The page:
Less than a week before Thanksgiving last year, my husband drove me to the emergency room, where we quickly learned that I was miscarrying our longed-for fifth baby. We hadn’t told anyone yet that we were expecting, enjoying the secret for ourselves and wanting to wait and surprise our children and extended families on Christmas morning. Instead I was in agonizing pain for more than a week as I miscarried at home, my heart shattered and my faith rocked to the core. How could I trust Someone who would let this happen? My body had incredibly carried a set of triplets followed by a nine plus pound baby without a hitch; how could it be that this baby wasn’t safe in my womb? Why didn’t God protect him or her? Why did He create that precious life, only to stop knitting it together and allow it to die without ever being born?
That Thanksgiving as I lost my child down the shower drain and wept until I had no tears left to cry, I struggled to find a reason to be thankful. Yes, I had a loving husband and four wonderful children, but what guarantee did I have that I wouldn’t lose them as well? For months afterward, I wrestled with the Almighty. I experienced anxiety and depression like I’ve never known before or since. I felt that I had lost more than a baby; I had lost my trust in my Father. Fear wrapped itself around my heart and squeezed until I couldn’t escape.
In a beautiful display of God’s infinite mercy and love, I had just finished reading Katie Davis Majors’ Daring to Hope when the miscarriage began. Katie writes about the overwhelming struggles she and loved ones around her have experienced and the heart-wrenching search for faith and hope in the midst of it all. Suddenly I was in that place too, lying in the living room night after night, crying out to God, not even having the words to express the turmoil I was in, knowing only that I was desperate for assurance of His goodness and His care. I realized then that if I didn’t have the God I had always known and loved, I had nothing.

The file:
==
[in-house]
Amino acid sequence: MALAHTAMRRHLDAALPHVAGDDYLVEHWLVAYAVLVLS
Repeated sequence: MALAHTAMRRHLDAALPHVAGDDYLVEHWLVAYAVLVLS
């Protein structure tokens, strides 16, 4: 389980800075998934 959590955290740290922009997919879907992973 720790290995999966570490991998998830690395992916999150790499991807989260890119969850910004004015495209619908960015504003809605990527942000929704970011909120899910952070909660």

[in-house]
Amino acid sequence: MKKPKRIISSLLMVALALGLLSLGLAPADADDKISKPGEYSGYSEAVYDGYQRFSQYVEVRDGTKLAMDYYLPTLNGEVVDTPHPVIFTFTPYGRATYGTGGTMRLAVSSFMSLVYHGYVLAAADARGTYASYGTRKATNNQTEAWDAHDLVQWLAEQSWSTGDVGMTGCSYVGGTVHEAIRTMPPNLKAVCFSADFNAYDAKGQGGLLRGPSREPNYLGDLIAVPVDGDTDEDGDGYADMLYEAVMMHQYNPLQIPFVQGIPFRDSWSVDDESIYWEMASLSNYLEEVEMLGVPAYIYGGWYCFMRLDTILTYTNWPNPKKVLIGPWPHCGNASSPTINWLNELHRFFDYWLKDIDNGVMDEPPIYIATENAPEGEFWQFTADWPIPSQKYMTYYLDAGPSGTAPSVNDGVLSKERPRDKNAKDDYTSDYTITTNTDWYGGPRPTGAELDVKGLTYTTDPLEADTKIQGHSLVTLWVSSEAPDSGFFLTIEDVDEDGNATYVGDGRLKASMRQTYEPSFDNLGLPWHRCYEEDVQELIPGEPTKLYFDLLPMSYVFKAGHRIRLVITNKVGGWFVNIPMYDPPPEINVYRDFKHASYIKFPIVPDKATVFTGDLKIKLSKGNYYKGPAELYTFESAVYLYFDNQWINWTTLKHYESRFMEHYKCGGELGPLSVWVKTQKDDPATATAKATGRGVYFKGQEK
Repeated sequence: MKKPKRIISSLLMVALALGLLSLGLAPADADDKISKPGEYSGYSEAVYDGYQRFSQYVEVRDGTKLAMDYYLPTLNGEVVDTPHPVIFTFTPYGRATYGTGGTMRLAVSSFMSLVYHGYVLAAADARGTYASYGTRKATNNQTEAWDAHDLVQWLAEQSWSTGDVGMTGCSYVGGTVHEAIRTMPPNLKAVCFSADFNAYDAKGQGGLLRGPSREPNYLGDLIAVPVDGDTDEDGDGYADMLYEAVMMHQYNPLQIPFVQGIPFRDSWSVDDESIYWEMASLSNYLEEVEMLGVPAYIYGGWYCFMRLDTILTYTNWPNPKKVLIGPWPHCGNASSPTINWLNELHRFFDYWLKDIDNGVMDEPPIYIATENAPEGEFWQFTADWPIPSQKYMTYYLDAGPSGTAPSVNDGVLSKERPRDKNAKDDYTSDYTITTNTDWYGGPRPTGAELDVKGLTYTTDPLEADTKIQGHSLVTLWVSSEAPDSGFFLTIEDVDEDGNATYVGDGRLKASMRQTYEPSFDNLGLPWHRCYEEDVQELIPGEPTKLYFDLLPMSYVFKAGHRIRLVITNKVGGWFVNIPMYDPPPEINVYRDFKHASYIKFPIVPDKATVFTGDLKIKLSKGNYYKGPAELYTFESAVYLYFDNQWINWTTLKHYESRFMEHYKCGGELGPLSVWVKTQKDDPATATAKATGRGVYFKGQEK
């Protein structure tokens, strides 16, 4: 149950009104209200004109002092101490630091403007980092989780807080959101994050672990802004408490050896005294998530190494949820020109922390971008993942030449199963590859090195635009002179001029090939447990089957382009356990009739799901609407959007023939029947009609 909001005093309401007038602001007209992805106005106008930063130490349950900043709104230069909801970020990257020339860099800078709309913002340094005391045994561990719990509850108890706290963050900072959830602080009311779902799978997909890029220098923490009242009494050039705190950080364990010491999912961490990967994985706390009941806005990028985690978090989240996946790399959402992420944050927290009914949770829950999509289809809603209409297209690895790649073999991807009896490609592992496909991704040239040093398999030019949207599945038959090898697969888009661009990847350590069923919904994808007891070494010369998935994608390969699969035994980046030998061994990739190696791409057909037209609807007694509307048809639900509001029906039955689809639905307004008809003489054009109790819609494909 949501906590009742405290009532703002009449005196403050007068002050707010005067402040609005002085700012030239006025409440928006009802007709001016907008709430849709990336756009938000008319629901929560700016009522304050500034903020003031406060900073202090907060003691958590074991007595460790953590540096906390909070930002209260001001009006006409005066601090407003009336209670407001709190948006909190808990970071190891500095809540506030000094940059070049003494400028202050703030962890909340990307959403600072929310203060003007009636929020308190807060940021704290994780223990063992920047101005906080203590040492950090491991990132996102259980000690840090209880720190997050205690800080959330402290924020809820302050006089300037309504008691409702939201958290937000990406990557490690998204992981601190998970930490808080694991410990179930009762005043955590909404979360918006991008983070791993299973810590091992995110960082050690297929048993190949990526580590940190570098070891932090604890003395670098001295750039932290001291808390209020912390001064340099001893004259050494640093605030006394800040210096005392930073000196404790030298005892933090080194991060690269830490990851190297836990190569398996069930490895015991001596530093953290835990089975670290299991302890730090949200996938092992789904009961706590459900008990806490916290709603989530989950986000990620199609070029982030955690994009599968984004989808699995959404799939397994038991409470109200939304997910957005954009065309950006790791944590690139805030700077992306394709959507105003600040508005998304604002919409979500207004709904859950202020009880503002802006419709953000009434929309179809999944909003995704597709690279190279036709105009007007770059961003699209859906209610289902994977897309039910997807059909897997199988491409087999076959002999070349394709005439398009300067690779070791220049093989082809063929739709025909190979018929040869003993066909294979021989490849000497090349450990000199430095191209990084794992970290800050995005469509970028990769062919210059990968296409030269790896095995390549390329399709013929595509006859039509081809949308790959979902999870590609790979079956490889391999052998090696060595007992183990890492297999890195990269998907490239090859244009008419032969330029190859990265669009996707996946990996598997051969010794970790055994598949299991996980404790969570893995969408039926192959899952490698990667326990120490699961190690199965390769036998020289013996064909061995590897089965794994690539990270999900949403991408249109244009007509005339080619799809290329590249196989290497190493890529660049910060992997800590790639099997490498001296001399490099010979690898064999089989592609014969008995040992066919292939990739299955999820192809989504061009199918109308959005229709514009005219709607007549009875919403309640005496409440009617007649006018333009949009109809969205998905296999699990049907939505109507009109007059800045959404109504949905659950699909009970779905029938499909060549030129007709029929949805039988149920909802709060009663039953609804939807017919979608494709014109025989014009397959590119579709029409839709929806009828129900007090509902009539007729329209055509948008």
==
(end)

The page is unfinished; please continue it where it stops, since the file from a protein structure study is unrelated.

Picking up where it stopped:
On the first day of the month I introduce a new hymn to my children and we read about its origin together. In keeping with the thankful theme of November, this month’s hymn is “Now Thank We All Our God,” written by a Lutheran pastor in Saxony. Martin Rinkart was just beginning his ministry when the Thirty Years’ War started in Germany. His hometown was completely overrun by innumerable refugees and the Swedish army. The people trapped within the city gates were starving, sick, and dying. The faithful pastors were run ragged trying to tend to everyone, and they began to die too. Eventually the only pastor remaining in the city was Martin Rinkart. And while he served the people under circumstances most of us cannot even imagine, his wife also passed away. Yet these are the words he penned in the midst of all he was suffering:
Now thank we all our God,
With heart and hands and voices,
Who wondrous things has done,
In whom this world rejoices;
Who, from our mothers’ arms,
Hath blessed us on our way
With countless gifts of love,
And still is ours today.
O may this bounteous God
Through all our life be near us,
With ever joyful hearts
And blessed peace to cheer us;
And keep us in His grace,
And guide us when perplexed,
And free us from all ills
In this world and the next.
All praise and thanks to God
The Father now be given,
The Son, and Him who reigns
With them in highest heaven,
The one eternal God,
Whom earth and heav’n adore;
For thus it was, is now,
And shall be evermore.
How could someone who experienced such great loss endure with a thankful heart? It makes no sense to our human minds to not only thank God when times are good but to praise Him in the midst of sorrow. Thankfulness, for Martin, did not flow from the security of his circumstances or the abundance of blessings he could reach out and touch. It flowed from the security of knowing that God is who He says He is, and from the abundance of blessings that cannot be altered, no matter our situation.